Although many said the spectacular rise in video game consumption was a quarantine fad, the truth is that it is a trend that is here to stay. Accurate SuperData info demonstrates the steady increase in consumption, player spending and company profits, across all modalities and devices.
Never as in November 2020 had digital games make so much money, with a total of US$11.65 billion, an incredible amount. Mobile grew 9%, while PC rose 22% to reach a new revenue record, which was driven largely by the release of World of Warcraft: Shadowlands. Console earnings were up 24%, but fell slightly below the all-time record set in April 2020, due to a limited supply of PlayStation 5 and Xbox Series X/S systems. Consumers who were not able to secure a new console may have held off on buying many of the season’s biggest games until they could play on the latest hardware.
Last month’s digital video game market highlights include data about some specific games. The release of World of Warcraft: Shadowlands led to the game’s highest monthly revenue since 2008 and player numbers since 2010. Compared to the expansion after the launch of WoW: Battle for Azeroth in August 2018, earnings and user numbers were 50% and 34% higher, respectively. It is unlikely the game will sustain these high player numbers for more than one to two months. The title is now highly dependent on major expansions to drive temporary spikes in revenue and user numbers.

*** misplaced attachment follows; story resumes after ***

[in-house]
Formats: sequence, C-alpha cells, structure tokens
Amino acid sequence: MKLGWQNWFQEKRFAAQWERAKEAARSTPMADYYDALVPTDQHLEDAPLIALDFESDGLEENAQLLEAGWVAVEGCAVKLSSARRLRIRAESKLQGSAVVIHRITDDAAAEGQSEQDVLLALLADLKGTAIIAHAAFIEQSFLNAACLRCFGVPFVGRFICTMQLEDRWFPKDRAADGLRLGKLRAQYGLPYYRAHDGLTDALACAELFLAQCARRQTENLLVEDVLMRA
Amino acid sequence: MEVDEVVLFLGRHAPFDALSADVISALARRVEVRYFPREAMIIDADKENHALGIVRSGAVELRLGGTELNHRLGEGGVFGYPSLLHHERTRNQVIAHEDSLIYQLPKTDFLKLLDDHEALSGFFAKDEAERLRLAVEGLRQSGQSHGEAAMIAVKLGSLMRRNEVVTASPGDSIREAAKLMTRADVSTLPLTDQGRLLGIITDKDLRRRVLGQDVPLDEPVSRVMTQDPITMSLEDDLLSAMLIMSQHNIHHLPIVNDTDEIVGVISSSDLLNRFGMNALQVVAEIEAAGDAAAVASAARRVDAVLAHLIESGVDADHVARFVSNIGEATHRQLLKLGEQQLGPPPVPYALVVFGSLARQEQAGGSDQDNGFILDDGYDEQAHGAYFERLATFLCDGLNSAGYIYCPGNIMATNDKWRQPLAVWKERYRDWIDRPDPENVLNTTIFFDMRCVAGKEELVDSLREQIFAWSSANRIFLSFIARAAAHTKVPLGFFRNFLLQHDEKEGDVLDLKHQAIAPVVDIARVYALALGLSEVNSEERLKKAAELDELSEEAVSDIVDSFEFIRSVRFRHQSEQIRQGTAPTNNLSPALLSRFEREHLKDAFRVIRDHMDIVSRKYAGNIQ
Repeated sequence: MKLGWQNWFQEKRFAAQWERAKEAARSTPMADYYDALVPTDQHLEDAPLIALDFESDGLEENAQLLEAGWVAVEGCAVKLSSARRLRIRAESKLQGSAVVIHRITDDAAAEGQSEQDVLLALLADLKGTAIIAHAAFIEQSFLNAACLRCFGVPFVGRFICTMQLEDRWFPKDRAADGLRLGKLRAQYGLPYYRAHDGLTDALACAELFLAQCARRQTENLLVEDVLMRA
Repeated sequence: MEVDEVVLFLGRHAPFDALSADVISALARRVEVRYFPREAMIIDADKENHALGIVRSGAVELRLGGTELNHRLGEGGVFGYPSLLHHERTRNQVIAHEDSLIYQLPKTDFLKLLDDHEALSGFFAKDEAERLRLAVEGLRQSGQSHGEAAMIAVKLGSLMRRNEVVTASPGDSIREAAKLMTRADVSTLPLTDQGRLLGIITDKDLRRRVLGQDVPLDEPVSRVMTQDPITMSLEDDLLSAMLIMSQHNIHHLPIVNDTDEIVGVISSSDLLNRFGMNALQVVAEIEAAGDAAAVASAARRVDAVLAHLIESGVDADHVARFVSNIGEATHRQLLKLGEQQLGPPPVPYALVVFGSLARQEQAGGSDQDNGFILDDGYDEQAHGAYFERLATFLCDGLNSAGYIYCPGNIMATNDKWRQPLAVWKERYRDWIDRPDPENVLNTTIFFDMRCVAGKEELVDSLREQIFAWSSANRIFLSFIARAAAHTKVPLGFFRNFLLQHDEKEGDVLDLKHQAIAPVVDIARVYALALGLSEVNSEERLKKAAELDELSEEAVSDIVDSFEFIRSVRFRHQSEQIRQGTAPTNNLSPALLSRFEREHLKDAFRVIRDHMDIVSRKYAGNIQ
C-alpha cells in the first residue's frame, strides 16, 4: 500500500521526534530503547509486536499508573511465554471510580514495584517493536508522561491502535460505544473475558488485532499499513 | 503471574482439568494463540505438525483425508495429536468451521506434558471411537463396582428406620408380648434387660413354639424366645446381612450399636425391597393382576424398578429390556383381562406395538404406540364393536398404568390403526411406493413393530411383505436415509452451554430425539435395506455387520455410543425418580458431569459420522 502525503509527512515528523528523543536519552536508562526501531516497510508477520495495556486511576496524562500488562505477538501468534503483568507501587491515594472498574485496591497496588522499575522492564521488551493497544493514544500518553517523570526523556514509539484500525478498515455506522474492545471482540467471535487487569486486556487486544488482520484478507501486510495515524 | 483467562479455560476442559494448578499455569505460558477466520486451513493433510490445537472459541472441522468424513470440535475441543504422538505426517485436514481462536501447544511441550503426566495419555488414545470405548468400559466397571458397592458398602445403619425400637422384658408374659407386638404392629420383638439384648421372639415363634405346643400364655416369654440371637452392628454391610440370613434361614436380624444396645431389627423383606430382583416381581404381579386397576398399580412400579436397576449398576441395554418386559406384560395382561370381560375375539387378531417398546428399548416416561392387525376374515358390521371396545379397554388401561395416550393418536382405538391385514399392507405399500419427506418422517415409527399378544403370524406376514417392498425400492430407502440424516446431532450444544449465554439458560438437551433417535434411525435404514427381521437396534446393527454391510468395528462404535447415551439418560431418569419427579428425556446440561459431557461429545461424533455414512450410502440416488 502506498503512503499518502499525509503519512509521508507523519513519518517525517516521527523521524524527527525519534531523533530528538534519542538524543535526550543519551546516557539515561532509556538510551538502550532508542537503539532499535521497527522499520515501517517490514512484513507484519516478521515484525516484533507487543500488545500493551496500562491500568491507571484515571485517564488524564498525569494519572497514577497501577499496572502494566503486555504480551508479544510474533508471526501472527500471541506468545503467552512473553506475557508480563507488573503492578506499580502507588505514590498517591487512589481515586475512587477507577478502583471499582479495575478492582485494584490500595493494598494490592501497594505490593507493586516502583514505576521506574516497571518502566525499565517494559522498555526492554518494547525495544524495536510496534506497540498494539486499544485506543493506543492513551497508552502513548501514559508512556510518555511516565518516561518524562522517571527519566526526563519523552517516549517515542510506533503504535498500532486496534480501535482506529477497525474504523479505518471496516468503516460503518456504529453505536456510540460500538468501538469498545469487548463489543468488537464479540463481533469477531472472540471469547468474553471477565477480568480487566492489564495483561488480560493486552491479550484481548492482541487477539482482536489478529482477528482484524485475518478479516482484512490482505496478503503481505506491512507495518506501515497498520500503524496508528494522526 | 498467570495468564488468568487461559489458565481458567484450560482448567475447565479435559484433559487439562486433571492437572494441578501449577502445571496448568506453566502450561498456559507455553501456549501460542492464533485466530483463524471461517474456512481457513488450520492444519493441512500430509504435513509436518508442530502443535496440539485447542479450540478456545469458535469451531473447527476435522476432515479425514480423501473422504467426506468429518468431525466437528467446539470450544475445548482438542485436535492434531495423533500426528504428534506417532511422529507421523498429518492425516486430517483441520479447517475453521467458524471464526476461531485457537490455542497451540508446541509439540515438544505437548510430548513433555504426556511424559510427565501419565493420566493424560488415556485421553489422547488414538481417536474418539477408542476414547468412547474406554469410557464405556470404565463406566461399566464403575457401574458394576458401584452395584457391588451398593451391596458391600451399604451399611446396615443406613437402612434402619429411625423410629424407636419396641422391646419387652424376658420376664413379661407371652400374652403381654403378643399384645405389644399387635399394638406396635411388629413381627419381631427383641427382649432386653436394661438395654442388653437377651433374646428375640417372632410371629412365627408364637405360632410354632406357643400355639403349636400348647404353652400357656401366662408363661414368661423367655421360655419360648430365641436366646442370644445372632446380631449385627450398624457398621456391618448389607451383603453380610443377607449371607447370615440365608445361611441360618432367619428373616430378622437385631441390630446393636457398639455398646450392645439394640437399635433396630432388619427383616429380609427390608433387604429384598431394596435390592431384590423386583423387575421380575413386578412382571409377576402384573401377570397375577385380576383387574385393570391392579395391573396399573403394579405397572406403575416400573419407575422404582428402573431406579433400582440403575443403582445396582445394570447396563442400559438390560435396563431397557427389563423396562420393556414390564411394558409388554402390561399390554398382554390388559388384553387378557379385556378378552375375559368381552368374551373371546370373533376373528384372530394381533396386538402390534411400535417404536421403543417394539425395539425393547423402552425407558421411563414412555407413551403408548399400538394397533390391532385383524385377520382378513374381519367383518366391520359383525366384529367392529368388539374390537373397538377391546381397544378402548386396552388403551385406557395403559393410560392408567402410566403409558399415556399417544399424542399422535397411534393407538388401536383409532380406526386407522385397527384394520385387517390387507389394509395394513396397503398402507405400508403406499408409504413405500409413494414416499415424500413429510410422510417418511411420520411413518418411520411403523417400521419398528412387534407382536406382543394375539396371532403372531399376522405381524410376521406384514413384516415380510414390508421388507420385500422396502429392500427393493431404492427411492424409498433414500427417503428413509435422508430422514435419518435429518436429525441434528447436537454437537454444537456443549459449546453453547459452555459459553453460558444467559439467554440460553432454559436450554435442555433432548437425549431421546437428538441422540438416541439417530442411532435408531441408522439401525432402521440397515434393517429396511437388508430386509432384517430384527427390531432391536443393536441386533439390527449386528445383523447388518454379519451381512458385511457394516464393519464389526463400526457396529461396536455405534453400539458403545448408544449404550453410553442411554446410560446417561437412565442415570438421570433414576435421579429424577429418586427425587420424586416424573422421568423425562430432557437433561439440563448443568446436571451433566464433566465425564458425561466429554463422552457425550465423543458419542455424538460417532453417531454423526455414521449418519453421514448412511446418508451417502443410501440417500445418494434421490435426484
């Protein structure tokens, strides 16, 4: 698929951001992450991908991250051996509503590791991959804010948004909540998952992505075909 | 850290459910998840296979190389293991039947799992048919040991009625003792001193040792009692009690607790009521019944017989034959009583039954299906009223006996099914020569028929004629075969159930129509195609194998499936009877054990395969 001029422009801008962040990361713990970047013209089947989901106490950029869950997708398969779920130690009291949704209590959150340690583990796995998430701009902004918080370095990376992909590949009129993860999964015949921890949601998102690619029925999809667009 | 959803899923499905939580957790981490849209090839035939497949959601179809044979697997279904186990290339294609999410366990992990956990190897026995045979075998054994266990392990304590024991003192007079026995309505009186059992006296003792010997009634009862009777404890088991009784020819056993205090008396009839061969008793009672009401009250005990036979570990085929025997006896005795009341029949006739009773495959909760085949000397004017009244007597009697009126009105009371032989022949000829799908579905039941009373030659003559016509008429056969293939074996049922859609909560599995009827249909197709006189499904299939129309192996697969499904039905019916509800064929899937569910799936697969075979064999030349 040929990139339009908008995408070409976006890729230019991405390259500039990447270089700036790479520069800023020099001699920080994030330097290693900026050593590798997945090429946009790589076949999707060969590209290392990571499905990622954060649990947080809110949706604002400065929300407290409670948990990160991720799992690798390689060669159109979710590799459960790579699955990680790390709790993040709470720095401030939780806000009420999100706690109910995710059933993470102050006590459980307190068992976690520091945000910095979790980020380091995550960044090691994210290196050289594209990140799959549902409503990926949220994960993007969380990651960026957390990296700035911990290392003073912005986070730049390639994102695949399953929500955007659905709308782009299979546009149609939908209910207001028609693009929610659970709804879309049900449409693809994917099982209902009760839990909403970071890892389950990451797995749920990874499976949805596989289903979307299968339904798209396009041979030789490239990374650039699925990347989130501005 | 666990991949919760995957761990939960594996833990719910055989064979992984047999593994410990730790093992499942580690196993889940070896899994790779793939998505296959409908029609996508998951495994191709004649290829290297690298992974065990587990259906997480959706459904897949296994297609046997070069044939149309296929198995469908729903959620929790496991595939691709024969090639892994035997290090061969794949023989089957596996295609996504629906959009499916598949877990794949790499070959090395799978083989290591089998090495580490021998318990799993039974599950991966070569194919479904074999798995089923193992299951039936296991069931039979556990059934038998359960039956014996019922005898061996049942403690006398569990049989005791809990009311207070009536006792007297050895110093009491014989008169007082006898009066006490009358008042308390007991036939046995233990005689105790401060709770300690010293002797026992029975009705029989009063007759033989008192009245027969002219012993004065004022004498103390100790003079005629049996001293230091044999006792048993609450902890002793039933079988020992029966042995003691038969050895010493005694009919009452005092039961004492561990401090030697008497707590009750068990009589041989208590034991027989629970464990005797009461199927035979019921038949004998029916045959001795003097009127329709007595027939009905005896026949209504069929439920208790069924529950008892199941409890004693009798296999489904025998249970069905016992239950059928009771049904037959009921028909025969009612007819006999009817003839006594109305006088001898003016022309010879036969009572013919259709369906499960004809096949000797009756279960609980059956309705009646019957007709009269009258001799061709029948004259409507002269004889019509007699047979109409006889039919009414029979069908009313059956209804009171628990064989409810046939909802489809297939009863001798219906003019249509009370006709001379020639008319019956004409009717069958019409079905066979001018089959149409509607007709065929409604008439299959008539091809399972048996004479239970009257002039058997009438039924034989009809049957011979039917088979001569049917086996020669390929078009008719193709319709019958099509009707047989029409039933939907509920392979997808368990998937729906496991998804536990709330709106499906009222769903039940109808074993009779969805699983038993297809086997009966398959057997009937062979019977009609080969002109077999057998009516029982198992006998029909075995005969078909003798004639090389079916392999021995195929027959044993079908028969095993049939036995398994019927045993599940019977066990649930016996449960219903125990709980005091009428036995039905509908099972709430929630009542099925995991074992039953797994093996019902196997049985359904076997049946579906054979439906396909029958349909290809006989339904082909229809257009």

For its part, Call of Duty: Black Ops Cold War sold 5.7 million digital units in November, a 7% increase compared to the previous franchise record holder Black Ops 4. The ongoing success of the free-to-play Warzone mode in Call of Duty: Modern Warfare helped drive interest in the latest title. Warzone will likely continue to be the most common way gamers experience Call of Duty on PC or console in the near future. Thanks to Warzone, Modern Warfare had 2.7 times as many players as Cold War in November 2020.
While Assassin’s Creed Valhalla sold 1.7 million units, 50% more than Assassin’s Creed Odyssey at launch. The latest game benefited from a positive reception to Odyssey, from being a showpiece game for the PlayStation 5 and Xbox Series X/S and also from a last-minute delay of Cyberpunk 2077. Even though the game’s overall revenue was up 23% over Odyssey at launch, in-game revenue was down 62%. This was likely because Valhalla did not offer a paid experience booster at launch, which Odyssey was criticized for featuring. However, developer Ubisoft did add a booster into Valhalla in December.
As for Spider-Man: Miles Morales, it sold just 663.000 digital units across PlayStation 4 and 5. Sales of the Sony-published game did not compare to the launch of Marvel’s Spider-Man in September 2018 (2.2 million). However, the title was not billed as a full sequel, and sales were significantly higher than those of Uncharted: The Lost Legacy, a PlayStation exclusive of similar scope.
Finally, Among Us had roughly half a billion monthly active users in November. The title is now by far the most popular game ever in terms of monthly players. Since Among Us is not heavily monetized, earnings figures are comparatively smaller. The PC version (which has a US$5 upfront price) accounted for the majority of revenue from August to November (64%), despite having an extremely small share of the total player base (3% in November).